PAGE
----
In this IATEFL talk, Danny looks at case studies of teachers who have been using his reason-based inductive approach with their students. In one of them, students compared the same texts written in both English and Spanish, thinking about when grammar structures are similar in both cases and when different ones are used and why. Danny concludes that to supplement this approach, the students’ L1 is our friend and it’s helpful to give choices or prompts (why this structure and not that?). It is also clear that students undoubtedly benefit from the interactions and negotiations that this approach gives rise to, and that it’s good to ask students to reflect on the ‘why’. (For a more detailed summary of a previous workshop based on Danny’s book, see here.)

 

Danny Norrington-Davis talks about real life case studies of teachers using his approach.

 

In another Tuesday morning talk, Christine Goh of Nanyang Technological University Singapore (my Alma Mater) gave a presentation entitled ‘Learning to listen: a matter of top-down or bottom-up processing?’ Quoting an experiment in the 70s where listeners who knew the title of a text were better able to understand and remember it, Goh talks about how using the learners’ existing knowledge/concepts (schema) can help drive understanding, as opposed to listening to a text cold. There are many benefits to pre- and post- listening tasks: Pre-listening tasks could focus on helping students focus on the content of the listening, or focus on planning how they would tackle the task; Post-listening tasks could help learners not just review the task but also monitor and evaluate their listening strategies. However, teachers also need to actually ‘teach’ listening. And Goh suggests that we can do this by using metacognitive skills to support our students’ efforts at listening. Metacognition is the process of reflecting and thinking about how we think and the active monitoring, orchestration and regulation of our cognitive and learning processes. Goh proposes a framework for teaching metacognitive skills that enables us to also teach students how to listen and think.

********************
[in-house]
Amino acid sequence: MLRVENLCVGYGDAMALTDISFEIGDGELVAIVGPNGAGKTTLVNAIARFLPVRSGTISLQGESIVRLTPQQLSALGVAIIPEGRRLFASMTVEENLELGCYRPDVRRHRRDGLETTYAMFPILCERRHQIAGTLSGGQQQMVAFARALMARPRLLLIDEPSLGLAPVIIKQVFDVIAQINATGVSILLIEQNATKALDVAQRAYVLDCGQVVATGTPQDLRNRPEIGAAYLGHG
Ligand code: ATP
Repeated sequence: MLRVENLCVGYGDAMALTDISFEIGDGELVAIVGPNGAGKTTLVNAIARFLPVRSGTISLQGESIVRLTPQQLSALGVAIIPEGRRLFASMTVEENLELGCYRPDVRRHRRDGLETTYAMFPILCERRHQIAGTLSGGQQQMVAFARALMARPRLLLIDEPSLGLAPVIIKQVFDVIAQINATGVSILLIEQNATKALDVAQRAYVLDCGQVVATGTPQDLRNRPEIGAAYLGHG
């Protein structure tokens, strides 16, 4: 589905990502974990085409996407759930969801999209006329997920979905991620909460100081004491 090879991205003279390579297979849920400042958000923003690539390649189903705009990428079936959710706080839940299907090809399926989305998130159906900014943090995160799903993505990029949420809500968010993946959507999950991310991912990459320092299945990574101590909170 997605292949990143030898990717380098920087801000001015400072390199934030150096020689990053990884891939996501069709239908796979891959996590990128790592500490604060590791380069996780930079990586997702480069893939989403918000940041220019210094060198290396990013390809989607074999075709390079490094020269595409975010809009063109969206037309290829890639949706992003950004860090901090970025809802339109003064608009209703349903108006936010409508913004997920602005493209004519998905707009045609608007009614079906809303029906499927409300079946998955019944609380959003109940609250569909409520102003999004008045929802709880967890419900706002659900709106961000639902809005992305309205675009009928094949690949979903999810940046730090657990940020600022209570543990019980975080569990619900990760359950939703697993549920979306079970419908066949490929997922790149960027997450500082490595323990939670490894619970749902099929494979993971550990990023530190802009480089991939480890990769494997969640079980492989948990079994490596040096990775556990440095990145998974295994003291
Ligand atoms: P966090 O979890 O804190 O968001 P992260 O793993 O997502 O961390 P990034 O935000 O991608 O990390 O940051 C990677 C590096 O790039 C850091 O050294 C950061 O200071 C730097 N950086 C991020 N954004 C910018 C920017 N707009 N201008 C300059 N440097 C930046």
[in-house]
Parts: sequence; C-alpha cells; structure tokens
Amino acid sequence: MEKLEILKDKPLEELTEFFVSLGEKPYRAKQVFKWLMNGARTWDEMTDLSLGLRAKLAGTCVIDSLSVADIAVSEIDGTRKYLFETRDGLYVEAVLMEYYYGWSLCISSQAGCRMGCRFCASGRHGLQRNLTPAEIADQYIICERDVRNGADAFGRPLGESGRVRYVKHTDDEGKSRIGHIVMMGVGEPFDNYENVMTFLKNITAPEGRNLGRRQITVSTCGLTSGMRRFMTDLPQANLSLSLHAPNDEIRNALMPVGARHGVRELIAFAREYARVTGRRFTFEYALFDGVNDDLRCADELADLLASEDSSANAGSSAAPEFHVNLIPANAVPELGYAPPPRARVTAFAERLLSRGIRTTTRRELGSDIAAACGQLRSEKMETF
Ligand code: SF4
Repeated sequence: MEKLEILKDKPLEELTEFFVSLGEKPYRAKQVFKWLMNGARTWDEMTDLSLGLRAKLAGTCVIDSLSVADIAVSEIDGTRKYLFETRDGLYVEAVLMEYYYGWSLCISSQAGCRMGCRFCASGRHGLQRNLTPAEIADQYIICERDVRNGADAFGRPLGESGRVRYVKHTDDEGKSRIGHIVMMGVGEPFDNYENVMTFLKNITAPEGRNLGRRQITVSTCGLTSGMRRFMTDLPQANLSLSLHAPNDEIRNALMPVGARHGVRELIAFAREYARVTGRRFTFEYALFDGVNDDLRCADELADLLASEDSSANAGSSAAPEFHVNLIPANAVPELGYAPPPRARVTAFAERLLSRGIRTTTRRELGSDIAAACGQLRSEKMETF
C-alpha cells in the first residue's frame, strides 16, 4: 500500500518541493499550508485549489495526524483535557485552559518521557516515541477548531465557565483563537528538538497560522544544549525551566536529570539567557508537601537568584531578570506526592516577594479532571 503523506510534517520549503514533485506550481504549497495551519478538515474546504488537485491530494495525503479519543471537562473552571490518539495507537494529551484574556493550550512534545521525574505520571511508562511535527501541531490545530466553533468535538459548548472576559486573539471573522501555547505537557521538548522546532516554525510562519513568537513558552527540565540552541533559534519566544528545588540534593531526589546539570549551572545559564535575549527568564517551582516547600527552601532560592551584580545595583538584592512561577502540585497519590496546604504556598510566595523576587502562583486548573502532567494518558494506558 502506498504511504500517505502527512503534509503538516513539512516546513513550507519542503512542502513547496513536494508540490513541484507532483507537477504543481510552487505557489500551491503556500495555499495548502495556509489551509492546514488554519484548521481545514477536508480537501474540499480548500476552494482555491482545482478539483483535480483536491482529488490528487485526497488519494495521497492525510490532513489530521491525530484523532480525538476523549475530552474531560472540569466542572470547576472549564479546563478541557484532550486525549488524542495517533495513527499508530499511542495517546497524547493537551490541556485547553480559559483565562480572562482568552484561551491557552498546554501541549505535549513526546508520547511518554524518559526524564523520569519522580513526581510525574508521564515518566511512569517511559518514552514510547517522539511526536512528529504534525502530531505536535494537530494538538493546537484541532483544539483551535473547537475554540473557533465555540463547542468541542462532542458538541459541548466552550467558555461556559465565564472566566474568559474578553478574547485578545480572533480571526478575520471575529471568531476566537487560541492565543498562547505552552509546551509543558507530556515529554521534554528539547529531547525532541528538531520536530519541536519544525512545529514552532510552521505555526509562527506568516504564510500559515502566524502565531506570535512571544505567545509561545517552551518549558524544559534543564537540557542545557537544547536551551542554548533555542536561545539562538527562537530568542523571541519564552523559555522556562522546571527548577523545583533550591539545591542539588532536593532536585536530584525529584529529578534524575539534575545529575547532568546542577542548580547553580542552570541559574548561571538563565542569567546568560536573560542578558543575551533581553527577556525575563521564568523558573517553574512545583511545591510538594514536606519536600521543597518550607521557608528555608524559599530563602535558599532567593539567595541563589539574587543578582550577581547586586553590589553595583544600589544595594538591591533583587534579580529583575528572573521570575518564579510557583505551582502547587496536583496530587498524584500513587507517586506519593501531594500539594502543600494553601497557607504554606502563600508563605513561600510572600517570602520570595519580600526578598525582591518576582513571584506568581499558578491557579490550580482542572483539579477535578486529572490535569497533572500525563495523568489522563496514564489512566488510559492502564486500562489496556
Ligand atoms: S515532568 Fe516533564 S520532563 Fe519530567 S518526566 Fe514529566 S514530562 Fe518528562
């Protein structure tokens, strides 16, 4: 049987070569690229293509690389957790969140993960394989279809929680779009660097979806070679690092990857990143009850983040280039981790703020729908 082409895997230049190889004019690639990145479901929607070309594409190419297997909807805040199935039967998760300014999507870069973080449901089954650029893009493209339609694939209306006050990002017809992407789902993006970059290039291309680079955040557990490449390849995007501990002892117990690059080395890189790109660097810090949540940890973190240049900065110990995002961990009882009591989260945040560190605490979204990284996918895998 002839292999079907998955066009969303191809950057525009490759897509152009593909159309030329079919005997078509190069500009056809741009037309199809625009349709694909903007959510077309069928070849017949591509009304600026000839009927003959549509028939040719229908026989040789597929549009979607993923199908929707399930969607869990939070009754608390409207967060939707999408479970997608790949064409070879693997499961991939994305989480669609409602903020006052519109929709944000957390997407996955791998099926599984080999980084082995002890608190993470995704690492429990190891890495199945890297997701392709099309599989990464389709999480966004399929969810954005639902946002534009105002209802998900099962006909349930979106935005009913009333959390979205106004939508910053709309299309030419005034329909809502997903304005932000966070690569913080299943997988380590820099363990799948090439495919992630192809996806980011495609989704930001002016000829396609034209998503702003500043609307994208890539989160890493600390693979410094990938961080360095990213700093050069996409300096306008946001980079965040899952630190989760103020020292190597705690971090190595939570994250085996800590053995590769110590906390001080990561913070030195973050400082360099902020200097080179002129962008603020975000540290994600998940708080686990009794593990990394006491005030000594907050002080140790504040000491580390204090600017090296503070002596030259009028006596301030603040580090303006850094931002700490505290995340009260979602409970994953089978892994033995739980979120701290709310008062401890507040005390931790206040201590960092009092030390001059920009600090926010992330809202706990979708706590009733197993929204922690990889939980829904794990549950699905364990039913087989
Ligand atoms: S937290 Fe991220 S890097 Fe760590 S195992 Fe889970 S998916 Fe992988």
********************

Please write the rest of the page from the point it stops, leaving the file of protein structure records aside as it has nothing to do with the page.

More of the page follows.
Christine Goh’s framework of metacognitive skills of language learning.